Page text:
I know this question has been asked before on MO and MSE (here, here, here, here) but the answers that were given were only partially helpful to me, and I suspect that I am not the only one.

I am about to teach a first course on Riemann surfaces, and I am trying to get a fairly comprehensive view of the main references, as a support for both myself and students.

I compiled a list, here goes in alphabetical order. Of course, it is necessarily subjective. For more detailed entries, I made a bibliography using the bibtex entries from MathSciNet: click here.

- Bobenko. Introduction to compact Riemann surfaces.
- Bost. Introduction to compact Riemann surfaces, Jacobians, and abelian varieties.
- de Saint-Gervais. Uniformisation des surfaces de Riemann: retour sur un théorème centenaire.
- Donaldson. Riemann surfaces.
- Farkas and Kra. Riemann surfaces.
- Forster. Lectures on Riemann surfaces.
- Griffiths. Introduction to algebraic curves.
- Gunning. Lectures on Riemann surfaces.
- Jost. Compact Riemann surfaces.
- Kirwan. Complex algebraic curves.
- McMullen. Complex analysis on Riemann surfaces.
- McMullen. Riemann surfaces, dynamics and geometry.
- Miranda. Algebraic curves and Riemann surfaces.
- Narasimhan. Compact Riemann surfaces.
- Narasimhan and Nievergelt. Complex analysis in one variable.
- Reyssat. Quelques aspects des surfaces de Riemann.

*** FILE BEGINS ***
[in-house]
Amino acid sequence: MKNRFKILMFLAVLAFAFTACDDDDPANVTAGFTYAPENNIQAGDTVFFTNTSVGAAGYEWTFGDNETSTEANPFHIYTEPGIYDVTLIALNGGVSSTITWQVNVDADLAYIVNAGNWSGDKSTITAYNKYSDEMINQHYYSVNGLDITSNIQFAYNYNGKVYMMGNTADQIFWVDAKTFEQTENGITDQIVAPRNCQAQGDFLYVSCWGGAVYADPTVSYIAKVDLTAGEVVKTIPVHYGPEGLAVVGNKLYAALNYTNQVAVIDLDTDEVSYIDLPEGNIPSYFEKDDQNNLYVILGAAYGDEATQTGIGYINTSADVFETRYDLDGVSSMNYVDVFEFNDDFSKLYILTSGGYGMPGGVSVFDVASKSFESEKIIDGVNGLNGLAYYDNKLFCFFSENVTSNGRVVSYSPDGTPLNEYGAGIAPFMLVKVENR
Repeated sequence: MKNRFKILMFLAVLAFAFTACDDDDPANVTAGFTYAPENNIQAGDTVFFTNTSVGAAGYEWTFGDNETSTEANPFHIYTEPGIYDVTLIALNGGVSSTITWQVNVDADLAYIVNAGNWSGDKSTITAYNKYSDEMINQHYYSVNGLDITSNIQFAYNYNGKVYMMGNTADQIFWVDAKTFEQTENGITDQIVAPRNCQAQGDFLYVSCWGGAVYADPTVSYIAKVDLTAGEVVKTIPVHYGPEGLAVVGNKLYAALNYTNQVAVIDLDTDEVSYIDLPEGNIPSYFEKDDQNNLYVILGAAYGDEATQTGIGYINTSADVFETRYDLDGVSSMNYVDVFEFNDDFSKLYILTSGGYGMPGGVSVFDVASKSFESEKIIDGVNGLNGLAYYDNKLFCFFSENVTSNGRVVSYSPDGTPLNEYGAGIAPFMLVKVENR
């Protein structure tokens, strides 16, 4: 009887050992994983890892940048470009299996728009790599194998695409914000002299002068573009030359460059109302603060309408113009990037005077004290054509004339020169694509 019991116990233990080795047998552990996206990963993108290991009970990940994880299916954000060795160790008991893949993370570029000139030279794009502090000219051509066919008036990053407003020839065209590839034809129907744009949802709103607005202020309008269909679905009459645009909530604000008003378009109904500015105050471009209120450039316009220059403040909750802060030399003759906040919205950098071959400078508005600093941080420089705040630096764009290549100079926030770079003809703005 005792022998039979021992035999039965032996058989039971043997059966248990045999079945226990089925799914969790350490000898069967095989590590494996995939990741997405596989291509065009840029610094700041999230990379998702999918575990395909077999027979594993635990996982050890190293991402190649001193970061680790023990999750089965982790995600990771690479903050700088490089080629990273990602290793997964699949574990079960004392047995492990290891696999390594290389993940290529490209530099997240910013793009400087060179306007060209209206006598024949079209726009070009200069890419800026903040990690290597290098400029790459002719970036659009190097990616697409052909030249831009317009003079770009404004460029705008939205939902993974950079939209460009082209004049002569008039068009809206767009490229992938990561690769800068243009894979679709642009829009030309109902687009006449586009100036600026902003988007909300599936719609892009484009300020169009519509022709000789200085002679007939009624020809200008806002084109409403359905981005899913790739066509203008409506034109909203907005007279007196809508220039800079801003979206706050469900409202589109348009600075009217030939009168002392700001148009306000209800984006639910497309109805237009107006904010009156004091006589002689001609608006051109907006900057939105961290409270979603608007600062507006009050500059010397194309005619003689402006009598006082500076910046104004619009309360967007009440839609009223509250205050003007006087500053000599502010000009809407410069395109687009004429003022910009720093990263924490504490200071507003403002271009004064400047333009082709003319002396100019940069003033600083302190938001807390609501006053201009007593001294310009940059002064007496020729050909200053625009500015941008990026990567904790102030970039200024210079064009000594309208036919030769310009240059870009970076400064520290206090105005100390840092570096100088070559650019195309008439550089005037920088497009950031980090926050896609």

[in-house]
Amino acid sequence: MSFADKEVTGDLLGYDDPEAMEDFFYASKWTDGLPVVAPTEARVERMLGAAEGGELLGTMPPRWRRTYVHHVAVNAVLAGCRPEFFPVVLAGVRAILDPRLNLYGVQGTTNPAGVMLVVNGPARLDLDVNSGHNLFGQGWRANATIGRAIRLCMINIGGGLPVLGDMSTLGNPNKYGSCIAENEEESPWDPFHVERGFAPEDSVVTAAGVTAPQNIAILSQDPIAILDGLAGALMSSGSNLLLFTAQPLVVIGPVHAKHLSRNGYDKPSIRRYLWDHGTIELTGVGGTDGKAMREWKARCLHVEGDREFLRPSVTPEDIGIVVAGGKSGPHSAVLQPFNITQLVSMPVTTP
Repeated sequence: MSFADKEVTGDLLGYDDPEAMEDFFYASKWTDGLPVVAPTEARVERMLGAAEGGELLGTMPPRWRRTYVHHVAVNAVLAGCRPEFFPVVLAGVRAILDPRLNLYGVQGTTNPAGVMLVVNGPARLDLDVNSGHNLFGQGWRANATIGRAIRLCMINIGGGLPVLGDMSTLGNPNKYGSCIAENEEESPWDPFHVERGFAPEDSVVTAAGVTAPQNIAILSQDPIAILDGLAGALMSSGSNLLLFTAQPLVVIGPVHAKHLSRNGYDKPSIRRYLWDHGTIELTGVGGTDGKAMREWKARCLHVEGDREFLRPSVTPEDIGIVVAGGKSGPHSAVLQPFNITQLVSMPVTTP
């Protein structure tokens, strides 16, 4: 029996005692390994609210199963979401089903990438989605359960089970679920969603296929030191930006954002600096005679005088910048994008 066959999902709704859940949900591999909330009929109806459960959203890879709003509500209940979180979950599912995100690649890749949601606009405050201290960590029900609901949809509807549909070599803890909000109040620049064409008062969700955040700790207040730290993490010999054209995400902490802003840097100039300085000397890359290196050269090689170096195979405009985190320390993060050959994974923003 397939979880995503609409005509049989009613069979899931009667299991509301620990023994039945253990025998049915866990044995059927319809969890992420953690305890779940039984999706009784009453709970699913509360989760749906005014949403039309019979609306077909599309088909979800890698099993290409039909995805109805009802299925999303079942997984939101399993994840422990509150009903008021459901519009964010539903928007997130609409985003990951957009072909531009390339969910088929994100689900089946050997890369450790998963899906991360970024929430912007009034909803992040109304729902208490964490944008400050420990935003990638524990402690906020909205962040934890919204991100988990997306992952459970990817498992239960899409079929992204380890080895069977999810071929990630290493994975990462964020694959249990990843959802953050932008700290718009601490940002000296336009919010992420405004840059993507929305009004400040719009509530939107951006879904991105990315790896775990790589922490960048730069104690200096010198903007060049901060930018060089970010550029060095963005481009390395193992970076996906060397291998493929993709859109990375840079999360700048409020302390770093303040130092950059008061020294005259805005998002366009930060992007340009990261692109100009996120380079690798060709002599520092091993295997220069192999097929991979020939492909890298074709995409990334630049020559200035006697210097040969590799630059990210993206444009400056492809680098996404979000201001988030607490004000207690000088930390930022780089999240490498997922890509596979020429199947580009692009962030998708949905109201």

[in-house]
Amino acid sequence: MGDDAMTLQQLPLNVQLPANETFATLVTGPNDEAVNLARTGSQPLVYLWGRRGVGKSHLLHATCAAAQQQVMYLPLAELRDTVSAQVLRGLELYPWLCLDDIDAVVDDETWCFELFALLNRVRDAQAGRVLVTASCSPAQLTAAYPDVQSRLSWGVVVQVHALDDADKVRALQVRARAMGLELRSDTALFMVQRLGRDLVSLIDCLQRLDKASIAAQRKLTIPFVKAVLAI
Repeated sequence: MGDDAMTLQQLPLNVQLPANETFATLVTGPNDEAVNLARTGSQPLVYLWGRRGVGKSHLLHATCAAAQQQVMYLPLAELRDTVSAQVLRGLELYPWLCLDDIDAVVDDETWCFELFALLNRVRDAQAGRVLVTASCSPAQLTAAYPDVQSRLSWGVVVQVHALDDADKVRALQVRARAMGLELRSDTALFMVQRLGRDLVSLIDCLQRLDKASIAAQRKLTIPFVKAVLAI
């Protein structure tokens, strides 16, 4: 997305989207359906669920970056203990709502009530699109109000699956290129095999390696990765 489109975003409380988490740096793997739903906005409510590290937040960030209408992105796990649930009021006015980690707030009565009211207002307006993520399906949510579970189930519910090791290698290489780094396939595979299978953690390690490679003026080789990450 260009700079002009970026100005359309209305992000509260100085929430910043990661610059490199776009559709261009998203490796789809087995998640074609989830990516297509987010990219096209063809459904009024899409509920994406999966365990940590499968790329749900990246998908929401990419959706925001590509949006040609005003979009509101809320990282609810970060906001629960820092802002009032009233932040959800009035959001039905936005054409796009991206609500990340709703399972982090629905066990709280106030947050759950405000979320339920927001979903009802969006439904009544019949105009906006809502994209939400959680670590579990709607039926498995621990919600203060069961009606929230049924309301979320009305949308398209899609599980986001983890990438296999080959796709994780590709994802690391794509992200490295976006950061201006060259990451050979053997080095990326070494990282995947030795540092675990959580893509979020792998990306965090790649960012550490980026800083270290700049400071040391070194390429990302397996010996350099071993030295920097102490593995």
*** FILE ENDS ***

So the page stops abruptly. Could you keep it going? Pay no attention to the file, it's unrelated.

- Springer. Introduction to Riemann surfaces.
- Varolin. Riemann surfaces by way of complex analytic geometry.
- Weyl. The concept of a Riemann surface.

Having a good sense of what each of these books does, beyond a superficial first impression, is quite a colossal task (at least for me).

What I'm hoping is that if you know very well such or such reference in the list, you can give a short description of it: where it stands in the existing literature, what approach/viewpoint is adopted, what are its benefits and pitfalls. Of course, I am also happy to update the list with new references, especially if I missed some major ones.

As an example, for Forster's book (5.) I can just use the accepted answer there: According to Ted Shifrin:

It is extremely well-written, but definitely more analytic in flavor. In particular, it includes pretty much all the analysis to prove finite-dimensionality of sheaf cohomology on a compact Riemann surface. It also deals quite a bit with non-compact Riemann surfaces, but does include standard material on Abel's Theorem, the Abel-Jacobi map, etc.

Quelques aspect des surfaces de Riemann. webusers.imj-prg.fr/~julien.marche/Riemann/… $\endgroup$4more comments